WASHINGTON — The Supreme Court will hear oral arguments in the case against over-the-top TV-signal provider Aereo on April 22, and IAC chairman and senior executive Barry Diller, a company backer, has put the matter in perspective: If Aereo has to pay for delivering broadcast signals, “we’re finished.”
Diller spoke as the deadline passed for friends of Aereo to file amicus briefs with the court backing the service, which provides access to TV station signals and DVR functionality over the Internet, but without paying broadcasters.
The Aereo model, which uses a farm of tiny, individual antennas to deliver signals to subscribers, could benefit cable operators in a least a couple of ways. Tired of paying increasing retransmission-consent fees, cable operators could move to an online distribution model and either team up with Aereo or conceivably come up with their own antenna farms and DVR servers.
The American Cable Association was one of a host of “friends” of Aereo that defended the service in briefs to the court last week at almost the same time Aereo founder Chet Kanojia was presenting the service to its members during a speech at the group’s annual Washington Summit.
American Cable Association: The Aereo case is about the right to watch free TV vs. allowing broadcasters to erect another pay wall to what is supposed to be a free service. The ACA, which represents smaller independent MSOs, said its worry is that broadcasters are trying to tip the balance even further away from reliance on advertising and more on retrans fees.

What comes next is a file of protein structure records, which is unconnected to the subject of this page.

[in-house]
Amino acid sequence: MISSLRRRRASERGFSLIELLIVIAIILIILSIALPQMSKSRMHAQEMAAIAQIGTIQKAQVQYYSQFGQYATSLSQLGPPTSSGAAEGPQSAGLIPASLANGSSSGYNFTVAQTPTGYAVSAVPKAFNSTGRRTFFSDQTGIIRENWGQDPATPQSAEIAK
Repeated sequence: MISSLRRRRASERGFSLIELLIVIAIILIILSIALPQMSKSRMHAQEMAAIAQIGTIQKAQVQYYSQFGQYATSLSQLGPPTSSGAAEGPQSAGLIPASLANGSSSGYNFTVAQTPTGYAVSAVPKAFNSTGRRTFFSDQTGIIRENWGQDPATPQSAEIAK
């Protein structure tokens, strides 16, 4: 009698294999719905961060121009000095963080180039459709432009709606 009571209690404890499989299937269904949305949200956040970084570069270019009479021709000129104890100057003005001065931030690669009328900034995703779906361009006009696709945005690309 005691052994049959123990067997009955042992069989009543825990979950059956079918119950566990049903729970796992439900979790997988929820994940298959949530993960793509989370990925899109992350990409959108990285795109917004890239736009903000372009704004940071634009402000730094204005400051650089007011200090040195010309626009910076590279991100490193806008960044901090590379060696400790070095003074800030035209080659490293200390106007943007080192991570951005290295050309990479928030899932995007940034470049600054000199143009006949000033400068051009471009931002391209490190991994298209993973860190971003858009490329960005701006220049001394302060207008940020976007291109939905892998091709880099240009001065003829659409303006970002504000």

Various law professors: In their amicus brief, the professors called Aereo a “healthy free-market response to a dysfunctional and anti-competitive television distribution system that raises prices, reduces output and denies consumers meaningful choice.”
Computer & Communications Industry Association (comprising Google, Microsoft, Yahoo!) and Mozilla: The group told the Supreme Court that if it finds against Aereo, it would threaten cloud computing. The dramatic expansion of the cloud-computing sector, they said in an amicus brief, “depends upon an interpretation of the Copyright Act that allows adequate breathing room for transmissions of content.”
EchoStar/Dish Network: Aereo is simply a new way to do the same old things, said Charlie Ergen’s EchoStar and Dish Network, namely to “direct individualized antennas to receive free broadcast signals, make individualized copies of desired programming, and view that programming privately and for noncommercial purposes. The only diff erence is that the users do not purchase and maintain the equipment.”
Consumer Federation of America/Consumers Union: The groups said Aereo’s online TV-station delivery technology are “entirely legal, benefit consumers, strengthen broadcast distribution and promote competition.”
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